The intention of the letter is of a very practical nature and deals essentially with how a Christian is to live his daily life. It was written as a means to strengthen the brethren and give practical advice in everyday living as well as, most importantly, survival from a world that hated them.
James lays the foundation for the following few verses in v.2. He makes sure that the readers understand that it was intended for his “brethren” and begins with the issue of temptation. The term “temptation” (peirasmos) ould also be translated “tests” hence a testing during trials. James’ main emphasis is that we are to have great joy even during these temptations. It is a joy that is full and whole! We are to enter into these times of trials with a positive attitude and not with an attitude of despair.
The next verse begins in explaining why they should find joy in trials. James begins with the term “knowing’ (ginosko) which Thayer’s lexicon defines as:
to learn to know, come to know, get a knowledge of perceive, feel
1a) to become known
2) to know, understand, perceive, have knowledge of
2a) to understand
2b) to know
It refers to taking in knowledge or to come to recognize something. My point will be further construed later on in this small exegesis. The question is: What are we to know? Are we to know to pray for the validity of a Church and the inspiration of the book of Mormon? No, we are to know or recognize (not ask for knowledge) that “the trying of your faith worketh patience”. The principle here is that there is a benefit to these trials and that we should joyfully accept these hardships in that they build “patience”. The term “patience” would seem to be a weak translation of the term “hupomone” which could be translated as a “staying power” or a power that is with you always and brings victory. In other words persevering power! It is the ability to withstand pressure and strain from a world that is tormenting them.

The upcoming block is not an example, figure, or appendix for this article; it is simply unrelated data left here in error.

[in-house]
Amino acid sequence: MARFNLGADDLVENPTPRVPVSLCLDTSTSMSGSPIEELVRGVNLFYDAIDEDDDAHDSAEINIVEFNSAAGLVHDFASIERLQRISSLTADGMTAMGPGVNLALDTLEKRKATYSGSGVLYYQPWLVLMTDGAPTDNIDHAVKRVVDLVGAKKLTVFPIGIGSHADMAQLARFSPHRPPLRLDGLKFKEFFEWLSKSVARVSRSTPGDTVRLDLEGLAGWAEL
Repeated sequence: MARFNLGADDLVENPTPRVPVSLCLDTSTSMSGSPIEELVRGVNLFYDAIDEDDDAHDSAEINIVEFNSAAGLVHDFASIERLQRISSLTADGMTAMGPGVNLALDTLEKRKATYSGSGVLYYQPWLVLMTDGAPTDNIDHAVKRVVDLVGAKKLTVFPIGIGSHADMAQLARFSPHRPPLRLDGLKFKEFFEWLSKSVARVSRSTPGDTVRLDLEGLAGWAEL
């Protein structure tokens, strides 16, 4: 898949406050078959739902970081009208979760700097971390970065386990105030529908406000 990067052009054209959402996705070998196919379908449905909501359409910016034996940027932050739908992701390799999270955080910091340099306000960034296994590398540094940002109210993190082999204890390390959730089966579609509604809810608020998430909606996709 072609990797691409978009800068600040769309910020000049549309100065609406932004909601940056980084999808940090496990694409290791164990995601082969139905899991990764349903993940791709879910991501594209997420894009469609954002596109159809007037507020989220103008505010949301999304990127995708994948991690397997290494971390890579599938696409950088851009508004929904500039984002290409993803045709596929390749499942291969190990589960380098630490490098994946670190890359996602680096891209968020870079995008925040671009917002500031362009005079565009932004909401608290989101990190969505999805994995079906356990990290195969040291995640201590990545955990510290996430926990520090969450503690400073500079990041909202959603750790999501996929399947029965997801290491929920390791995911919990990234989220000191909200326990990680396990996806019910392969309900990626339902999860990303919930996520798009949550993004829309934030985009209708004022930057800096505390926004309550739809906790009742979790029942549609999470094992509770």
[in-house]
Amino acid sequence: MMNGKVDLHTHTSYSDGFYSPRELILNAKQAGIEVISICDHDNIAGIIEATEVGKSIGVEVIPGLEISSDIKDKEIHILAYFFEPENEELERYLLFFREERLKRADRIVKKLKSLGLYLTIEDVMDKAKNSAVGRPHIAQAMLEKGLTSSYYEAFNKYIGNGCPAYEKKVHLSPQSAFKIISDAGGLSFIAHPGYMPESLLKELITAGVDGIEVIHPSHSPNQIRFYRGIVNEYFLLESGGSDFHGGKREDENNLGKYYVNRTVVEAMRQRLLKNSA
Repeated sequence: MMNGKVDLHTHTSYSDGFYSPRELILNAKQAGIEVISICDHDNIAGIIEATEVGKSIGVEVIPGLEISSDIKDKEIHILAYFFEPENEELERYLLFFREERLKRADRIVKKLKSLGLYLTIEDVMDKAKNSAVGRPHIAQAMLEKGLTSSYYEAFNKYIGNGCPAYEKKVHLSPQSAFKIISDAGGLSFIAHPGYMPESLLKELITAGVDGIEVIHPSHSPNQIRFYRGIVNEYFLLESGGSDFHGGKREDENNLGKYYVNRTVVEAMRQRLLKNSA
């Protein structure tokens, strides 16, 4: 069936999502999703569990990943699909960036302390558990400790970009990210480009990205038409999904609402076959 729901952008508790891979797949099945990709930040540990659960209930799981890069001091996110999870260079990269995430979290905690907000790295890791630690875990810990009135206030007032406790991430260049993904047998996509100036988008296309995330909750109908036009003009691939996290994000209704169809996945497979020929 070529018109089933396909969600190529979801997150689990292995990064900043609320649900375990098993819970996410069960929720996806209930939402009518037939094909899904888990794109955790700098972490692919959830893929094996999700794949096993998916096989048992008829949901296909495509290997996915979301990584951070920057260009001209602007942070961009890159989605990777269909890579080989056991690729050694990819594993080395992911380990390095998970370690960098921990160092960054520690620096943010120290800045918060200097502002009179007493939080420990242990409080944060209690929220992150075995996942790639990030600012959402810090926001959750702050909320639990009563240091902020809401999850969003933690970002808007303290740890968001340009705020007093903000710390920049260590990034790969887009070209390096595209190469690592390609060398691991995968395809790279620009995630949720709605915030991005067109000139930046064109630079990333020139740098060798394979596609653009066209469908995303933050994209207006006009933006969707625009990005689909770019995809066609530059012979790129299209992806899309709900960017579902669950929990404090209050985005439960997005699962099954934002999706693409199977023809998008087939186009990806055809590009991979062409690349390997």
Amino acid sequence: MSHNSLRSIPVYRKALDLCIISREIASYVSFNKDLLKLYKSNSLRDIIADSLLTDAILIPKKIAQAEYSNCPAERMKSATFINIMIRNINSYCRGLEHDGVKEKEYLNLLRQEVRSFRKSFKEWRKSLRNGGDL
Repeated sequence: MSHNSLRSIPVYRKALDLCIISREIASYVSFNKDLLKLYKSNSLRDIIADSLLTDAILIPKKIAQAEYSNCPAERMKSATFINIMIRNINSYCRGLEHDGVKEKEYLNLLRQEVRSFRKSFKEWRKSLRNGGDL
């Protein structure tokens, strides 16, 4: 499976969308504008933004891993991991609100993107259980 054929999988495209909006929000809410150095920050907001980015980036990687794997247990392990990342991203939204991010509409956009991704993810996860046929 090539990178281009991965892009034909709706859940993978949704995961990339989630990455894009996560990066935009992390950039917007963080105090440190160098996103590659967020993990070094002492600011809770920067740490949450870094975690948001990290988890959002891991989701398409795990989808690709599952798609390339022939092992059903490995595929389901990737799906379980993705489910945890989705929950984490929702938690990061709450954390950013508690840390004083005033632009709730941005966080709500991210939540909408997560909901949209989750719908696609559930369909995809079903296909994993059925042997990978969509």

James continues with his method of encouragement in stating that we are to “let patience have her perfect work”. The term work is also translated “result” in that we are to allow this endurance to result in the perfection and completeness of our lives. When we joy in our sorrows in knowing that God has a purpose and that we will be victors in our trials, we can truly enjoy our Salvation and “wanting nothing” or “lacking in nothing”.
James continues in His encouragement of these brethren by stating that if they are lacking in wisdom, to ask God and it shall be given to them. The question is: what does James mean by wisdom? Is James saying that if we are lacking knowledge in whether a particular book or church is true to ask God? I think not! There is a vast difference between the term “knowledge” and the term “wisdom”. They are two completely different greek terms. Knowledge (gnosis) would signify the acquirement of a fact that was formerly unknown while wisdom (Sophia) would be the practical application of knowledge already known. James is not telling these brethren to ask God to reveal knowledge but to grant them wisdom about the sufferings in trials they endure and to be joyful when it happens. When these trials are entering the believer’s life then we are to pray to the Lord to give us the mind to apprehend the good in suffering. We are to search for this wisdom by faith with no doubting involved and we will acquire this wisdom to help us through the difficulties of life.
As we have seen, there is no reason to believe the interpretation put on this verse by Mormon missionaries as well as their founder Joseph Smith Jr. There have been many people converted to the LDS because of this church simply because of a lack of understanding of the original writers intent and message. The importance of biblical exegesis cannot be stressed enough. We must allow the context to drive the meaning of words.